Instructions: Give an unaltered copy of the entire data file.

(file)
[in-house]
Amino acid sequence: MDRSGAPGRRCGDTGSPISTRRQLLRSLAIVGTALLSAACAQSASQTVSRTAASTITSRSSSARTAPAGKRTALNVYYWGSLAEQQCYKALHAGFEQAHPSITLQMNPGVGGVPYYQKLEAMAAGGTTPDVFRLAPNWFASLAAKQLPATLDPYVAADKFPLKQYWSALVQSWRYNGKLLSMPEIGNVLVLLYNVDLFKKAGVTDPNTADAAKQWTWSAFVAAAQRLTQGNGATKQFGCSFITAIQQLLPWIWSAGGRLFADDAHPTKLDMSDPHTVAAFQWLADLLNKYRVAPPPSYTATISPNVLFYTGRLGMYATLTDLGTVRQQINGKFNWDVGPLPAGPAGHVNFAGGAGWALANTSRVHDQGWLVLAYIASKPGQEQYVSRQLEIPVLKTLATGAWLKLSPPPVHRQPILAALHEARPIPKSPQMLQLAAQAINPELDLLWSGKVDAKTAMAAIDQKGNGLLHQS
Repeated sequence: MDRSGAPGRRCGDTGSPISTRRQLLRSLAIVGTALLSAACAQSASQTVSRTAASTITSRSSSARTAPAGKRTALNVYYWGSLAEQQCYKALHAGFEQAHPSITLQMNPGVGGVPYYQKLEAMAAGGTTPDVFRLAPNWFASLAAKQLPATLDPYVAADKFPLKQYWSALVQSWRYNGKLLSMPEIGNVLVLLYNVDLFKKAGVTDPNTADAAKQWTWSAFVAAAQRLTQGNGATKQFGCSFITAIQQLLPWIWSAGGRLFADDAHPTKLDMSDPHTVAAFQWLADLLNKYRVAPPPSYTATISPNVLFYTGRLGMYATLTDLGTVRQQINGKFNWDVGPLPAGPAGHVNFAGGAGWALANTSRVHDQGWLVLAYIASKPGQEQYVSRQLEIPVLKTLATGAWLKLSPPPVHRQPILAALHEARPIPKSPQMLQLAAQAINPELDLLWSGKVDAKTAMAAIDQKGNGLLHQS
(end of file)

[in-house]
Amino acid sequence: MDRSGAPGRRCGDTGSPISTRRQLLRSLAIVGTALLSAACAQSASQTVSRTAASTITSRSSSARTAPAGKRTALNVYYWGSLAEQQCYKALHAGFEQAHPSITLQMNPGVGGVPYYQKLEAMAAGGTTPDVFRLAPNWFASLAAKQLPATLDPYVAADKFPLKQYWSALVQSWRYNGKLLSMPEIGNVLVLLYNVDLFKKAGVTDPNTADAAKQWTWSAFVAAAQRLTQGNGATKQFGCSFITAIQQLLPWIWSAGGRLFADDAHPTKLDMSDPHTVAAFQWLADLLNKYRVAPPPSYTATISPNVLFYTGRLGMYATLTDLGTVRQQINGKFNWDVGPLPAGPAGHVNFAGGAGWALANTSRVHDQGWLVLAYIASKPGQEQYVSRQLEIPVLKTLATGAWLKLSPPPVHRQPILAALHEARPIPKSPQMLQLAAQAINPELDLLWSGKVDAKTAMAAIDQKGNGLLHQS
Repeated sequence: MDRSGAPGRRCGDTGSPISTRRQLLRSLAIVGTALLSAACAQSASQTVSRTAASTITSRSSSARTAPAGKRTALNVYYWGSLAEQQCYKALHAGFEQAHPSITLQMNPGVGGVPYYQKLEAMAAGGTTPDVFRLAPNWFASLAAKQLPATLDPYVAADKFPLKQYWSALVQSWRYNGKLLSMPEIGNVLVLLYNVDLFKKAGVTDPNTADAAKQWTWSAFVAAAQRLTQGNGATKQFGCSFITAIQQLLPWIWSAGGRLFADDAHPTKLDMSDPHTVAAFQWLADLLNKYRVAPPPSYTATISPNVLFYTGRLGMYATLTDLGTVRQQINGKFNWDVGPLPAGPAGHVNFAGGAGWALANTSRVHDQGWLVLAYIASKPGQEQYVSRQLEIPVLKTLATGAWLKLSPPPVHRQPILAALHEARPIPKSPQMLQLAAQAINPELDLLWSGKVDAKTAMAAIDQKGNGLLHQS